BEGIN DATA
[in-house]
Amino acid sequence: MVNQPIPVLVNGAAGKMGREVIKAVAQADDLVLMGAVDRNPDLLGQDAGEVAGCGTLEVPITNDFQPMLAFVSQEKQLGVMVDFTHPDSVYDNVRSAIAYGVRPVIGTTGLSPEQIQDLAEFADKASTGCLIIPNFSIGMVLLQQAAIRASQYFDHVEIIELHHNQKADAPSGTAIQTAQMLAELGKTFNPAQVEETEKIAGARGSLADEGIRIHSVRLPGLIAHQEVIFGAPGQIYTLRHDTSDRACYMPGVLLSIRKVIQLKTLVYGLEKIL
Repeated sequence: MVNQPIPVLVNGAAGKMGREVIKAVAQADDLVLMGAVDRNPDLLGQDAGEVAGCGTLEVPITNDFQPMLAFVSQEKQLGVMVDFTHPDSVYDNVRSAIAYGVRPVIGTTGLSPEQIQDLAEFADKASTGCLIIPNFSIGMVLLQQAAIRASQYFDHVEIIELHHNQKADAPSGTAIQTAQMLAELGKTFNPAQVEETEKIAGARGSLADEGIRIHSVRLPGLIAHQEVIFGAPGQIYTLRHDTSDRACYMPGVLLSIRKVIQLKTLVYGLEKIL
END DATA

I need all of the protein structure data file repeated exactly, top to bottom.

[in-house]
Amino acid sequence: MVNQPIPVLVNGAAGKMGREVIKAVAQADDLVLMGAVDRNPDLLGQDAGEVAGCGTLEVPITNDFQPMLAFVSQEKQLGVMVDFTHPDSVYDNVRSAIAYGVRPVIGTTGLSPEQIQDLAEFADKASTGCLIIPNFSIGMVLLQQAAIRASQYFDHVEIIELHHNQKADAPSGTAIQTAQMLAELGKTFNPAQVEETEKIAGARGSLADEGIRIHSVRLPGLIAHQEVIFGAPGQIYTLRHDTSDRACYMPGVLLSIRKVIQLKTLVYGLEKIL
Repeated sequence: MVNQPIPVLVNGAAGKMGREVIKAVAQADDLVLMGAVDRNPDLLGQDAGEVAGCGTLEVPITNDFQPMLAFVSQEKQLGVMVDFTHPDSVYDNVRSAIAYGVRPVIGTTGLSPEQIQDLAEFADKASTGCLIIPNFSIGMVLLQQAAIRASQYFDHVEIIELHHNQKADAPSGTAIQTAQMLAELGKTFNPAQVEETEKIAGARGSLADEGIRIHSVRLPGLIAHQEVIFGAPGQIYTLRHDTSDRACYMPGVLLSIRKVIQLKTLVYGLEKIL